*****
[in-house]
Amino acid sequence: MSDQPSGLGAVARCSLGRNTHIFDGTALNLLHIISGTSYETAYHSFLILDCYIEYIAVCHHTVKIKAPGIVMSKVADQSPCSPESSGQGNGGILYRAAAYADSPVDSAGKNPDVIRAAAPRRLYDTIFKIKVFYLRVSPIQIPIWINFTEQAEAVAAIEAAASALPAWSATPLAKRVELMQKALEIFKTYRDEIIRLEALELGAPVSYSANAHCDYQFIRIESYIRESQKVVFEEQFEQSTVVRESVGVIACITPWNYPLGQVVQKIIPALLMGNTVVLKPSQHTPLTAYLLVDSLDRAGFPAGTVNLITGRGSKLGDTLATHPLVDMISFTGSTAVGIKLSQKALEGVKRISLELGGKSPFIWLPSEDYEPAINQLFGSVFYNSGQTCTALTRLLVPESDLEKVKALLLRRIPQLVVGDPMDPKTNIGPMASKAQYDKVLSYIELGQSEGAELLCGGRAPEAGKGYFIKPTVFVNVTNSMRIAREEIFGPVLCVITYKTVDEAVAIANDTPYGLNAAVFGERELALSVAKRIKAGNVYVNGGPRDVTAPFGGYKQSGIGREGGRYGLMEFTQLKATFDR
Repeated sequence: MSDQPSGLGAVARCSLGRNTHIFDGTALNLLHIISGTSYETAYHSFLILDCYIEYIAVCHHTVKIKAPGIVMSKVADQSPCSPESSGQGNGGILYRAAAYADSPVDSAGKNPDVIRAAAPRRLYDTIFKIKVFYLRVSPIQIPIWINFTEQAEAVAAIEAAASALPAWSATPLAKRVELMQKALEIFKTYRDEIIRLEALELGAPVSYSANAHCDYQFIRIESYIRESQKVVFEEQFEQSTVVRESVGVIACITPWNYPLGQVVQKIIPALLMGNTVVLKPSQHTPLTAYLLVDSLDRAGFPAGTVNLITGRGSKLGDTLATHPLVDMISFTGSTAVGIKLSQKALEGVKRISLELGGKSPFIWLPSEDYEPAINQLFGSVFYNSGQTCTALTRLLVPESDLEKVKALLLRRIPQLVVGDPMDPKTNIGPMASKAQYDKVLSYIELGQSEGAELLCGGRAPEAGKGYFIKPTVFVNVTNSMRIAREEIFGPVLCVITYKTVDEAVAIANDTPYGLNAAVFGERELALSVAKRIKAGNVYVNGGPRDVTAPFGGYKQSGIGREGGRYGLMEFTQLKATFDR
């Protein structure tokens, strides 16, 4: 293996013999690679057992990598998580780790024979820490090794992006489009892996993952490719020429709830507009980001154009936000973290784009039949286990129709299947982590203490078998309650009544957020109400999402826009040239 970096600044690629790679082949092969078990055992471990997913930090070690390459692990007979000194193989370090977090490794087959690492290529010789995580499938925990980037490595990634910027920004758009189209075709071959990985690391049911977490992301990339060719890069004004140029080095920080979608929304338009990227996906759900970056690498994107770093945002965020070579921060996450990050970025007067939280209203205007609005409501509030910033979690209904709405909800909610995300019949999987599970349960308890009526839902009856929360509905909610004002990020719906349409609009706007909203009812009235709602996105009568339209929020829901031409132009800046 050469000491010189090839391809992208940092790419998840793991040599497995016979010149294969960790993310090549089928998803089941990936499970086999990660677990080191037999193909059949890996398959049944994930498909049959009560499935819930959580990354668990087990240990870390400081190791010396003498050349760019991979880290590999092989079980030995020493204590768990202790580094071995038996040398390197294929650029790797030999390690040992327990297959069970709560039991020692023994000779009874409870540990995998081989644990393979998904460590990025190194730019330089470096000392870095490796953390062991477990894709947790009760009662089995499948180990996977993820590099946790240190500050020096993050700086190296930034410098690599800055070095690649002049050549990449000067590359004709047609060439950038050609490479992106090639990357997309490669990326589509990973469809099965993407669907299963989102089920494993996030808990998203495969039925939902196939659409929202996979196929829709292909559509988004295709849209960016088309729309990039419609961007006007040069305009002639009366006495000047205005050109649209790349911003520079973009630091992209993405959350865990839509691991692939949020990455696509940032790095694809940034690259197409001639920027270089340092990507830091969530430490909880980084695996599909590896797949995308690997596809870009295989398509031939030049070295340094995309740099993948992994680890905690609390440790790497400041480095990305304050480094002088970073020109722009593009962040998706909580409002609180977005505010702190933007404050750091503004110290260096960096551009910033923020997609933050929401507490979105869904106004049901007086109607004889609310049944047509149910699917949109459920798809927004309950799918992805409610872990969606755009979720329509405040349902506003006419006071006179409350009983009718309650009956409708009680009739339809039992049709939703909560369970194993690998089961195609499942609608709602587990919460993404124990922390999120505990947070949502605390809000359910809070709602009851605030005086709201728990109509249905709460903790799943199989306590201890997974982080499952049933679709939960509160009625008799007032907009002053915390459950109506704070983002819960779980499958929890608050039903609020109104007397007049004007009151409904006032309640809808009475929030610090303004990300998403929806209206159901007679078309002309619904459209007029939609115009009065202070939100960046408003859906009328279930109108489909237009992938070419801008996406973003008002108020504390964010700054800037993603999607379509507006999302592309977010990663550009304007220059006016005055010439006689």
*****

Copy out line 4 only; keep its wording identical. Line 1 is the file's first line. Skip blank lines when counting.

């Protein structure tokens, strides 16, 4: 293996013999690679057992990598998580780790024979820490090794992006489009892996993952490719020429709830507009980001154009936000973290784009039949286990129709299947982590203490078998309650009544957020109400999402826009040239 970096600044690629790679082949092969078990055992471990997913930090070690390459692990007979000194193989370090977090490794087959690492290529010789995580499938925990980037490595990634910027920004758009189209075709071959990985690391049911977490992301990339060719890069004004140029080095920080979608929304338009990227996906759900970056690498994107770093945002965020070579921060996450990050970025007067939280209203205007609005409501509030910033979690209904709405909800909610995300019949999987599970349960308890009526839902009856929360509905909610004002990020719906349409609009706007909203009812009235709602996105009568339209929020829901031409132009800046 050469000491010189090839391809992208940092790419998840793991040599497995016979010149294969960790993310090549089928998803089941990936499970086999990660677990080191037999193909059949890996398959049944994930498909049959009560499935819930959580990354668990087990240990870390400081190791010396003498050349760019991979880290590999092989079980030995020493204590768990202790580094071995038996040398390197294929650029790797030999390690040992327990297959069970709560039991020692023994000779009874409870540990995998081989644990393979998904460590990025190194730019330089470096000392870095490796953390062991477990894709947790009760009662089995499948180990996977993820590099946790240190500050020096993050700086190296930034410098690599800055070095690649002049050549990449000067590359004709047609060439950038050609490479992106090639990357997309490669990326589509990973469809099965993407669907299963989102089920494993996030808990998203495969039925939902196939659409929202996979196929829709292909559509988004295709849209960016088309729309990039419609961007006007040069305009002639009366006495000047205005050109649209790349911003520079973009630091992209993405959350865990839509691991692939949020990455696509940032790095694809940034690259197409001639920027270089340092990507830091969530430490909880980084695996599909590896797949995308690997596809870009295989398509031939030049070295340094995309740099993948992994680890905690609390440790790497400041480095990305304050480094002088970073020109722009593009962040998706909580409002609180977005505010702190933007404050750091503004110290260096960096551009910033923020997609933050929401507490979105869904106004049901007086109607004889609310049944047509149910699917949109459920798809927004309950799918992805409610872990969606755009979720329509405040349902506003006419006071006179409350009983009718309650009956409708009680009739339809039992049709939703909560369970194993690998089961195609499942609608709602587990919460993404124990922390999120505990947070949502605390809000359910809070709602009851605030005086709201728990109509249905709460903790799943199989306590201890997974982080499952049933679709939960509160009625008799007032907009002053915390459950109506704070983002819960779980499958929890608050039903609020109104007397007049004007009151409904006032309640809808009475929030610090303004990300998403929806209206159901007679078309002309619904459209007029939609115009009065202070939100960046408003859906009328279930109108489909237009992938070419801008996406973003008002108020504390964010700054800037993603999607379509507006999302592309977010990663550009304007220059006016005055010439006689």